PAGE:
Effective Anti-Cancer Drug Combo Found for Acute Myeloid Leukemia
Preclinical studies of a combination therapy with birinapant and p38 inhibitors show promise treating AML.
Patients with acute myeloid leukemia (AML) typically respond poorly to treatment, with less than one-third surviving for 5 years after a diagnosis. However, new data suggests that combinational drugs show promise for treating AML patients.
A study published in Cancer Cell reported positive results during preclinical studies of a combination therapy with birinapant and p38 inhibitors. This was discovered after researchers from the Walter and Eliza Hall Institute were exploring new ways to enhance birinapant’s anti-cancer effects.
"We are hopeful that the combination of these agents could be an effective anti-cancer treatment," said researcher Najoua Lalaoui.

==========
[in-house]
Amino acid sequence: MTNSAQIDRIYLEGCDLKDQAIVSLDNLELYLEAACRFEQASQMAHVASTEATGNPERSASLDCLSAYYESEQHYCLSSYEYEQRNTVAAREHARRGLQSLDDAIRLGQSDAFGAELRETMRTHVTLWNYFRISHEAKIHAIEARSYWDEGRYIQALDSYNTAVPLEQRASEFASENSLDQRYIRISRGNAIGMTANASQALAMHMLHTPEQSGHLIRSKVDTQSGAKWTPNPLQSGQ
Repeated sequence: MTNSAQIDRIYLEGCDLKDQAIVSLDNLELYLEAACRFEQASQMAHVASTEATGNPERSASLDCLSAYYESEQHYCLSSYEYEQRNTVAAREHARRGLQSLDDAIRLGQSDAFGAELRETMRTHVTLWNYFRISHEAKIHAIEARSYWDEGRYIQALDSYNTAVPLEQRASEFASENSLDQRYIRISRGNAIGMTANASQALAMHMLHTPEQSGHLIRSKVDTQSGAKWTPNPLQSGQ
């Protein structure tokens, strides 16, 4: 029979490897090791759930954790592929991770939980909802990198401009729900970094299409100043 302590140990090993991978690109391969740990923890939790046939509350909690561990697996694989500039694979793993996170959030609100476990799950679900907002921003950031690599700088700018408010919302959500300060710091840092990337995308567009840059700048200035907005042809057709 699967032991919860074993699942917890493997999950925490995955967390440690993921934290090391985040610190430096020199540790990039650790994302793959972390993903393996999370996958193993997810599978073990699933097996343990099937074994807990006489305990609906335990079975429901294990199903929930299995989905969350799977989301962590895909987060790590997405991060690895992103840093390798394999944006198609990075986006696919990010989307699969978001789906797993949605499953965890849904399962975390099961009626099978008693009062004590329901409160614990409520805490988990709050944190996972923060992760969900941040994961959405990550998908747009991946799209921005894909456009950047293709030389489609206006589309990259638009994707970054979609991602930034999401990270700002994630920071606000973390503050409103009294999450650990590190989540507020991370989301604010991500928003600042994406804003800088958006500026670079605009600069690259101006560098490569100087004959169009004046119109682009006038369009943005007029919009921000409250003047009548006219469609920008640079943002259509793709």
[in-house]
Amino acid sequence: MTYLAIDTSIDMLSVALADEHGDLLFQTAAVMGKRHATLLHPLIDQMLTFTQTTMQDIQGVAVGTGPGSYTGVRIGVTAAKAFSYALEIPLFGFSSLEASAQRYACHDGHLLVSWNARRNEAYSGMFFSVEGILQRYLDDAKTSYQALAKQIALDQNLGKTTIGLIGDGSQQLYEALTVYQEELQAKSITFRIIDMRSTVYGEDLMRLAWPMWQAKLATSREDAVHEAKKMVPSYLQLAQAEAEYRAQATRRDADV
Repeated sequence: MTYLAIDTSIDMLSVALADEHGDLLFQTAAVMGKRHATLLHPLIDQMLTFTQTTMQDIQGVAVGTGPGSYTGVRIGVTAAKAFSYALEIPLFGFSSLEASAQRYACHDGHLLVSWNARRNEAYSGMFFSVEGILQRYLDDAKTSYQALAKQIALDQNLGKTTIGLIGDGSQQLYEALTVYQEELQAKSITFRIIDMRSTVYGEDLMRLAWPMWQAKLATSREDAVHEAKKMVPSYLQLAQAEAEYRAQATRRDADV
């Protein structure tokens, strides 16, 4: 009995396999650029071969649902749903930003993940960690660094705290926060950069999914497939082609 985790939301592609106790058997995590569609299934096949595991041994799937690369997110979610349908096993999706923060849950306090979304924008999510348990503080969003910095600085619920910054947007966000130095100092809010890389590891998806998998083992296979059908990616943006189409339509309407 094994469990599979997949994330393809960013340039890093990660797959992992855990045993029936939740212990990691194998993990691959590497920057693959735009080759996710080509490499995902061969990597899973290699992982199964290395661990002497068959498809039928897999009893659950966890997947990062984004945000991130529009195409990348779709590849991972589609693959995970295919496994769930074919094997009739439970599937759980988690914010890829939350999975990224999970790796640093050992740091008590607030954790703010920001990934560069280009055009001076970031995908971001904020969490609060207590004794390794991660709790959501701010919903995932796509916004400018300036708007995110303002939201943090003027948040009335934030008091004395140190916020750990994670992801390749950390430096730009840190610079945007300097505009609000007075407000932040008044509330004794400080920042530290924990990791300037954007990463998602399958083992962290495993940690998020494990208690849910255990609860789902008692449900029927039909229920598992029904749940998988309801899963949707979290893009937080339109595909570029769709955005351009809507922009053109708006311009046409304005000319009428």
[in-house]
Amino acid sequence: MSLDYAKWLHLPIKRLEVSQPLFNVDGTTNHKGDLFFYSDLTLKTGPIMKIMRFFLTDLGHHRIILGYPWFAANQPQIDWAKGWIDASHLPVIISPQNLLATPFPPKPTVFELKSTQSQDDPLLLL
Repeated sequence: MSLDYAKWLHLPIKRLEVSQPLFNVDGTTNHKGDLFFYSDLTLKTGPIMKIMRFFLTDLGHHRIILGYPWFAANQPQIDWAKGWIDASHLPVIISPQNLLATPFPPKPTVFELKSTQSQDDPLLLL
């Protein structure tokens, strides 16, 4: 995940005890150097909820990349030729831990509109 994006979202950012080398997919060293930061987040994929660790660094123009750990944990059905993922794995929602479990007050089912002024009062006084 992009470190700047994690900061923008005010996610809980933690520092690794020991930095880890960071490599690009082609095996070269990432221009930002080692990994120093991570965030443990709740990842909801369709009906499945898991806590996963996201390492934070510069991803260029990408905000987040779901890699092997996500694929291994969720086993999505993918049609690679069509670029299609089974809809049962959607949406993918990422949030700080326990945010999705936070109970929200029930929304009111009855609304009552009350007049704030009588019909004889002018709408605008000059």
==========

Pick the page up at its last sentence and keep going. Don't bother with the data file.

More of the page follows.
P38 inhibitors and birinapant monotherapy have been used safely in human clinical trials.
“Birinapant has been used in clinical trials for several types of cancers,” added researcher John Silke. “Our latest research is part of an exciting next step, fine tuning how birinapant can be used in the clinic to enhance its anti-cancer effects.”
Since the standard high-dose chemotherapy has numerous toxic side effects, researchers are hopeful for the potential of this therapy.
“Our findings have made us hopeful that a combination of birinapant and a p38 inhibitor may be more effective in treating AML than current therapies, and also have less toxicity for patients," Lalaoui said. "We tested forms of AML that are highly resistant to chemotherapy and found that birinapant and p38 inhibitors could even kill these cancer cells, which is great news."
“We have had a long term interest in how IAPs function in healthy and diseased cells," Silke addeed. "Our research into how IAPs work made an important contribution to the initial development of birinapant as a specific IAP inhibitor.”